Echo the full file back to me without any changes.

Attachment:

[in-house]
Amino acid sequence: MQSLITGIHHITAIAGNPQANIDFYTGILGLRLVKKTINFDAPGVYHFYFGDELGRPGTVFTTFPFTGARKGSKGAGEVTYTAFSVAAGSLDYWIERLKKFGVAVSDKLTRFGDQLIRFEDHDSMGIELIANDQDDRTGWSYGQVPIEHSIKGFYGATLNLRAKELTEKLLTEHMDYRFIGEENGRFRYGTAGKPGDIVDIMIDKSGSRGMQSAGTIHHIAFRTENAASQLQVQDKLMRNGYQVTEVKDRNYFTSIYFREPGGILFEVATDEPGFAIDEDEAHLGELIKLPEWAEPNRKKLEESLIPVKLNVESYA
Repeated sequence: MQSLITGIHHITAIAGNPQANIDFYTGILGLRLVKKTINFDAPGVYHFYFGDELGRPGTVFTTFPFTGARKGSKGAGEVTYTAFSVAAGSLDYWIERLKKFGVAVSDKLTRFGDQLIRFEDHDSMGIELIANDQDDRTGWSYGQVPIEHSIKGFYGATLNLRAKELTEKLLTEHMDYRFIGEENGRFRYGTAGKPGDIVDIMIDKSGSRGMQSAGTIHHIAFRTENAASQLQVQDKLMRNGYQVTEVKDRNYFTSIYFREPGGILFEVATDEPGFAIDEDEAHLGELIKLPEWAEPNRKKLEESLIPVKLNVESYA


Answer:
[in-house]
Amino acid sequence: MQSLITGIHHITAIAGNPQANIDFYTGILGLRLVKKTINFDAPGVYHFYFGDELGRPGTVFTTFPFTGARKGSKGAGEVTYTAFSVAAGSLDYWIERLKKFGVAVSDKLTRFGDQLIRFEDHDSMGIELIANDQDDRTGWSYGQVPIEHSIKGFYGATLNLRAKELTEKLLTEHMDYRFIGEENGRFRYGTAGKPGDIVDIMIDKSGSRGMQSAGTIHHIAFRTENAASQLQVQDKLMRNGYQVTEVKDRNYFTSIYFREPGGILFEVATDEPGFAIDEDEAHLGELIKLPEWAEPNRKKLEESLIPVKLNVESYA
Repeated sequence: MQSLITGIHHITAIAGNPQANIDFYTGILGLRLVKKTINFDAPGVYHFYFGDELGRPGTVFTTFPFTGARKGSKGAGEVTYTAFSVAAGSLDYWIERLKKFGVAVSDKLTRFGDQLIRFEDHDSMGIELIANDQDDRTGWSYGQVPIEHSIKGFYGATLNLRAKELTEKLLTEHMDYRFIGEENGRFRYGTAGKPGDIVDIMIDKSGSRGMQSAGTIHHIAFRTENAASQLQVQDKLMRNGYQVTEVKDRNYFTSIYFREPGGILFEVATDEPGFAIDEDEAHLGELIKLPEWAEPNRKKLEESLIPVKLNVESYA